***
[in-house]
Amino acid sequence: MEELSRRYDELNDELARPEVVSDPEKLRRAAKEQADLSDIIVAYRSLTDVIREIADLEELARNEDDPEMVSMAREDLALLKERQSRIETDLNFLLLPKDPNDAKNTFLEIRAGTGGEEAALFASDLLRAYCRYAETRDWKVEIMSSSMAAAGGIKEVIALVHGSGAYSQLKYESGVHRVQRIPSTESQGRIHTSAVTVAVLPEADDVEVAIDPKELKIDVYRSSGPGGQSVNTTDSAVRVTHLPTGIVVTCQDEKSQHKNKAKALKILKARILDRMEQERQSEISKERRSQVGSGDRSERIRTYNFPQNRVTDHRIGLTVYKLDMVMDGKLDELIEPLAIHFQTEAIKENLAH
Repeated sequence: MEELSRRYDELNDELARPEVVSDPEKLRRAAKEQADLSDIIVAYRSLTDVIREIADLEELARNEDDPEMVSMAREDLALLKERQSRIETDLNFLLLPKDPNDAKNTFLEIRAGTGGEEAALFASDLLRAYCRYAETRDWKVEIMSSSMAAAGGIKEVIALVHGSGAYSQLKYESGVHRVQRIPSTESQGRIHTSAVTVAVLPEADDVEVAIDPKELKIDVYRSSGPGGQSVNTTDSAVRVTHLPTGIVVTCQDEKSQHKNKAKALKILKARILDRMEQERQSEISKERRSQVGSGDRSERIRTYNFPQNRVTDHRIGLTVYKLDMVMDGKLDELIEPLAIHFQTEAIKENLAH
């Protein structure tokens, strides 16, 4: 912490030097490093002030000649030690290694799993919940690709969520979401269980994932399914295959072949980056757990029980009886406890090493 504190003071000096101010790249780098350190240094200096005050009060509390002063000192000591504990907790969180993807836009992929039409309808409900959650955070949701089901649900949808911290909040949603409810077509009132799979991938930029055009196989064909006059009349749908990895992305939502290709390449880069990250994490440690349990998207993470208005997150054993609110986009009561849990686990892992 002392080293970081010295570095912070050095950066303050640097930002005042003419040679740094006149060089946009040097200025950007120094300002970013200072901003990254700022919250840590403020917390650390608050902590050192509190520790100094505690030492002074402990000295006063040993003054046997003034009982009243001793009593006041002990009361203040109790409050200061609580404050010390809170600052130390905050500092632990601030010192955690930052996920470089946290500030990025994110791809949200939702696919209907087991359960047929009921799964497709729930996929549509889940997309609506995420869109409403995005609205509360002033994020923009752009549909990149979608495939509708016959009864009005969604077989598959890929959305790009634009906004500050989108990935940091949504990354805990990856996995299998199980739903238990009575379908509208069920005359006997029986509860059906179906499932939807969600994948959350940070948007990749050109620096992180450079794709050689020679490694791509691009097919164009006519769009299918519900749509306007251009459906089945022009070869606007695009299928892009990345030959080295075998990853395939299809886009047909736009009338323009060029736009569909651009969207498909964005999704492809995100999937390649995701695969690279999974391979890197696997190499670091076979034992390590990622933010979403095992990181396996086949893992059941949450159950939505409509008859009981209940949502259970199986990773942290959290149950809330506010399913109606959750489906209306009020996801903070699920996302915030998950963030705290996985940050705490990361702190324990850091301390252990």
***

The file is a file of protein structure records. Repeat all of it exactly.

[in-house]
Amino acid sequence: MEELSRRYDELNDELARPEVVSDPEKLRRAAKEQADLSDIIVAYRSLTDVIREIADLEELARNEDDPEMVSMAREDLALLKERQSRIETDLNFLLLPKDPNDAKNTFLEIRAGTGGEEAALFASDLLRAYCRYAETRDWKVEIMSSSMAAAGGIKEVIALVHGSGAYSQLKYESGVHRVQRIPSTESQGRIHTSAVTVAVLPEADDVEVAIDPKELKIDVYRSSGPGGQSVNTTDSAVRVTHLPTGIVVTCQDEKSQHKNKAKALKILKARILDRMEQERQSEISKERRSQVGSGDRSERIRTYNFPQNRVTDHRIGLTVYKLDMVMDGKLDELIEPLAIHFQTEAIKENLAH
Repeated sequence: MEELSRRYDELNDELARPEVVSDPEKLRRAAKEQADLSDIIVAYRSLTDVIREIADLEELARNEDDPEMVSMAREDLALLKERQSRIETDLNFLLLPKDPNDAKNTFLEIRAGTGGEEAALFASDLLRAYCRYAETRDWKVEIMSSSMAAAGGIKEVIALVHGSGAYSQLKYESGVHRVQRIPSTESQGRIHTSAVTVAVLPEADDVEVAIDPKELKIDVYRSSGPGGQSVNTTDSAVRVTHLPTGIVVTCQDEKSQHKNKAKALKILKARILDRMEQERQSEISKERRSQVGSGDRSERIRTYNFPQNRVTDHRIGLTVYKLDMVMDGKLDELIEPLAIHFQTEAIKENLAH
């Protein structure tokens, strides 16, 4: 912490030097490093002030000649030690290694799993919940690709969520979401269980994932399914295959072949980056757990029980009886406890090493 504190003071000096101010790249780098350190240094200096005050009060509390002063000192000591504990907790969180993807836009992929039409309808409900959650955070949701089901649900949808911290909040949603409810077509009132799979991938930029055009196989064909006059009349749908990895992305939502290709390449880069990250994490440690349990998207993470208005997150054993609110986009009561849990686990892992 002392080293970081010295570095912070050095950066303050640097930002005042003419040679740094006149060089946009040097200025950007120094300002970013200072901003990254700022919250840590403020917390650390608050902590050192509190520790100094505690030492002074402990000295006063040993003054046997003034009982009243001793009593006041002990009361203040109790409050200061609580404050010390809170600052130390905050500092632990601030010192955690930052996920470089946290500030990025994110791809949200939702696919209907087991359960047929009921799964497709729930996929549509889940997309609506995420869109409403995005609205509360002033994020923009752009549909990149979608495939509708016959009864009005969604077989598959890929959305790009634009906004500050989108990935940091949504990354805990990856996995299998199980739903238990009575379908509208069920005359006997029986509860059906179906499932939807969600994948959350940070948007990749050109620096992180450079794709050689020679490694791509691009097919164009006519769009299918519900749509306007251009459906089945022009070869606007695009299928892009990345030959080295075998990853395939299809886009047909736009009338323009060029736009569909651009969207498909964005999704492809995100999937390649995701695969690279999974391979890197696997190499670091076979034992390590990622933010979403095992990181396996086949893992059941949450159950939505409509008859009981209940949502259970199986990773942290959290149950809330506010399913109606959750489906209306009020996801903070699920996302915030998950963030705290996985940050705490990361702190324990850091301390252990």